On Thursday, Russian President Vladimir Putin said that Syrian leader Bashar Assad agreed with possible Moscow’s support of Syrian opposition factions in case they exist and were ready to fight terrorists. Previously, the Western countries refused to help Russia to identify or establish contacts with Syria's "moderate" opposition.
"There is a clear need for intensive consultations between Russia and the United States and Europe to identify ‘moderate’ opposition groups for possible cooperation in the fight against the Islamic State and to work out the path to a transitional government in Syria," Murphy, who was US assistant secretary of state for Near East and South Asian affairs between 1983 and 1989, said.
Murphy added that Putin’s Thursday statement may represent an improvement in Assad’s stance on the Syrian civil war and the prospects for moving ahead to negotiate a transitional government.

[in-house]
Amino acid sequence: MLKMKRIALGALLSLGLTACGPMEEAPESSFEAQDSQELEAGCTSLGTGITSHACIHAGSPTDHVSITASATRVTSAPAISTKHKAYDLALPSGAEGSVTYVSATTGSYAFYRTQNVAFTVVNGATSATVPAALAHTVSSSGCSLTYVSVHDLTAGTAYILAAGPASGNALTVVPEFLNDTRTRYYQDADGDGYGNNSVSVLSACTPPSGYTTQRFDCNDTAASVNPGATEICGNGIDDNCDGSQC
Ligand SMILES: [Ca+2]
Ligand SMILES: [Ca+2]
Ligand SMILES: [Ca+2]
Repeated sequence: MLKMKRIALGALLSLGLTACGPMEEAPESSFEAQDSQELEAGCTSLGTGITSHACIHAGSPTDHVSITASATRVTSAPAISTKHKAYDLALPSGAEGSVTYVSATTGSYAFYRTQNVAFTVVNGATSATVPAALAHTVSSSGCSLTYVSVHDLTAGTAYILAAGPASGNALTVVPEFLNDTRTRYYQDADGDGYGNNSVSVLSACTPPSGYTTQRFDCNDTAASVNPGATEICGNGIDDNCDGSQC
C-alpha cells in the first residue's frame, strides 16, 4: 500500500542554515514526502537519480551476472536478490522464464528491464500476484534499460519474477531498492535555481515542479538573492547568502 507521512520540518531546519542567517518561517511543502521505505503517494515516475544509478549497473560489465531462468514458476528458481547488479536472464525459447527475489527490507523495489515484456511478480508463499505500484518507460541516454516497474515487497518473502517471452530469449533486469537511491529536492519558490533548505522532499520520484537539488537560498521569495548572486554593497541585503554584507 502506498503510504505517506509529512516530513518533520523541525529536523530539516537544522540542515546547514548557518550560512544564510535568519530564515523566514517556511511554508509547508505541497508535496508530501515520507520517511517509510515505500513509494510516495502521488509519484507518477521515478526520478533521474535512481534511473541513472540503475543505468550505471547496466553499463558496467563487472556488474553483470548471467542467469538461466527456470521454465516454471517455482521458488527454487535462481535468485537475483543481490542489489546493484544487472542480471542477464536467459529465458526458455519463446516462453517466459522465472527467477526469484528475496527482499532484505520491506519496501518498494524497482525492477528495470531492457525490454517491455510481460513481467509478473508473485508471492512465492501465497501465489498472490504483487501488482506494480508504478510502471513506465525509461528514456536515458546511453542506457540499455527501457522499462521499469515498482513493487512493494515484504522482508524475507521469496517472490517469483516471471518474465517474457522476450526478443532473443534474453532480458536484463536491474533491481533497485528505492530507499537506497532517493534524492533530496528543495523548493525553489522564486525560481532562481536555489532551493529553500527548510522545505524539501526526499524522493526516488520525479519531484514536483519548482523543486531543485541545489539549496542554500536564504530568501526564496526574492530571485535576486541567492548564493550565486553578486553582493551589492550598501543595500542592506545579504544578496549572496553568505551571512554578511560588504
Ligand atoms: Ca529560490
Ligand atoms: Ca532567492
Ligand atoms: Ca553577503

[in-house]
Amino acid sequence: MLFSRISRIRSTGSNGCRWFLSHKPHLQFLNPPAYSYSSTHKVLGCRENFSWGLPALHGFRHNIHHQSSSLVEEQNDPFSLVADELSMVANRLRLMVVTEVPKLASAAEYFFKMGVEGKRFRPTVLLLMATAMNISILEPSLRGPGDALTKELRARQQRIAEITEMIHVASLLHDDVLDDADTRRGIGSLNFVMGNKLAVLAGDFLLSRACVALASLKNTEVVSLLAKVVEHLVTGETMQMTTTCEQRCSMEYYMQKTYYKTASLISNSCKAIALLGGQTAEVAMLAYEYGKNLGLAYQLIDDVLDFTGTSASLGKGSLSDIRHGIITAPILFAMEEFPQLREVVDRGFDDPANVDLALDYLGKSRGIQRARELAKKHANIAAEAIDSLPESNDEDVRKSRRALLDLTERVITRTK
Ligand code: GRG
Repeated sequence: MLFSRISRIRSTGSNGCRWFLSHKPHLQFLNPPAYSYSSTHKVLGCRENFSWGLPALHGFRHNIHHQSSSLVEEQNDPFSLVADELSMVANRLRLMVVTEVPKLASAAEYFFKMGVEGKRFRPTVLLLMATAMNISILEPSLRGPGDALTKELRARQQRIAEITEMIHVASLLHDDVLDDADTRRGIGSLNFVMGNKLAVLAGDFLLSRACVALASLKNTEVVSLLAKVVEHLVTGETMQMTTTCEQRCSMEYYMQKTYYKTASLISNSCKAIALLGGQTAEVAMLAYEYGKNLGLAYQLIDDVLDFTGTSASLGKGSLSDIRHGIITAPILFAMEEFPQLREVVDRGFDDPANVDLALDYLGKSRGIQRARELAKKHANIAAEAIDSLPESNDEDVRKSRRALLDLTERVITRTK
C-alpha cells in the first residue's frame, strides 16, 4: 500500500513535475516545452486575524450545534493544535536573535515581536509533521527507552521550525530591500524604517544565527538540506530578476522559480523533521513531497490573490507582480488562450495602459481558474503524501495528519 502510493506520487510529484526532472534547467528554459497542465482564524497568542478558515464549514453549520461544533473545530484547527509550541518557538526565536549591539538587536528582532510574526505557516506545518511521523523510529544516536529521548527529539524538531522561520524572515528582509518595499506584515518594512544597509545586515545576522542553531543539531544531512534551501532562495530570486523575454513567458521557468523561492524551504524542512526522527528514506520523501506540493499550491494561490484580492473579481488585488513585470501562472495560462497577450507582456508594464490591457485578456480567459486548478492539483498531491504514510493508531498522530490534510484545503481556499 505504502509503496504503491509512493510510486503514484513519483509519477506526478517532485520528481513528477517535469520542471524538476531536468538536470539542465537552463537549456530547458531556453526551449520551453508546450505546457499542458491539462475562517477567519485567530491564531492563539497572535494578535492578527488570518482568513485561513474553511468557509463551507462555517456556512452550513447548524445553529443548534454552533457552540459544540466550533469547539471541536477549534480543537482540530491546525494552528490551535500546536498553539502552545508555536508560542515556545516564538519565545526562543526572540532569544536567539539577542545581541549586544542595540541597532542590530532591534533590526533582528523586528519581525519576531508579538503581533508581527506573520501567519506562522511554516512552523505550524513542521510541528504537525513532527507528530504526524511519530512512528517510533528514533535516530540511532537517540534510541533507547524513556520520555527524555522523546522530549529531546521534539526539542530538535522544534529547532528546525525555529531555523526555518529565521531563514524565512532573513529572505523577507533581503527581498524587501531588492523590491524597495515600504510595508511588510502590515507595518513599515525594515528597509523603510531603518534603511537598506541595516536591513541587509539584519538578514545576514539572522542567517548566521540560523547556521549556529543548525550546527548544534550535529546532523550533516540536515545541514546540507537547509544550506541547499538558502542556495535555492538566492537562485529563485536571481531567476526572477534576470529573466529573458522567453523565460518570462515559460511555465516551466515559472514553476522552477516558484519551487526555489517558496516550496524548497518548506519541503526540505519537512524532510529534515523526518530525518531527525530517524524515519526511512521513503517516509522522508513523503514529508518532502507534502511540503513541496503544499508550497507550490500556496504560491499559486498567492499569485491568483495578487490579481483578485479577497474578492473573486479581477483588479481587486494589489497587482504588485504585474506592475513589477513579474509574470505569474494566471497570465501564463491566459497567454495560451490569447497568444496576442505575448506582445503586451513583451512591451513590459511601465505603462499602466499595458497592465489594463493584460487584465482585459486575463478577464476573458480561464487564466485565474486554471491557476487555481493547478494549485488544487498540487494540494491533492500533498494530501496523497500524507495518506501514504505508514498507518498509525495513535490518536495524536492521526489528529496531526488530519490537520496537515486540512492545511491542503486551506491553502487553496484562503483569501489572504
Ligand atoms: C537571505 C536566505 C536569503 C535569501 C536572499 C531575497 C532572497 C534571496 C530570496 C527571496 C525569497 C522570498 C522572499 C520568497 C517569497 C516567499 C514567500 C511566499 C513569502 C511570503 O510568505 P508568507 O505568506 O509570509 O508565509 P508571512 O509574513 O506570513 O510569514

Syria has been mired in a civil war since 2011, with opposition factions and Islamist terrorist groups such as ISIL and the Nusra Front fighting the Syrian Army.
After Russia launched its military operation against ISIL in Syria following Assad's request on September 30, Russian Deputy Defense Minister Anatoly Antonov said Moscow was ready to use information obtained by the US-led coalition to fight ISIL in Syria, calling on coalition members to exchange intelligence on the militant group.
Moscow has also asked Washington to help it establish contact with the moderate opposition factions, such as the Free Syrian Army, to set up a political dialogue, but did not get a US response.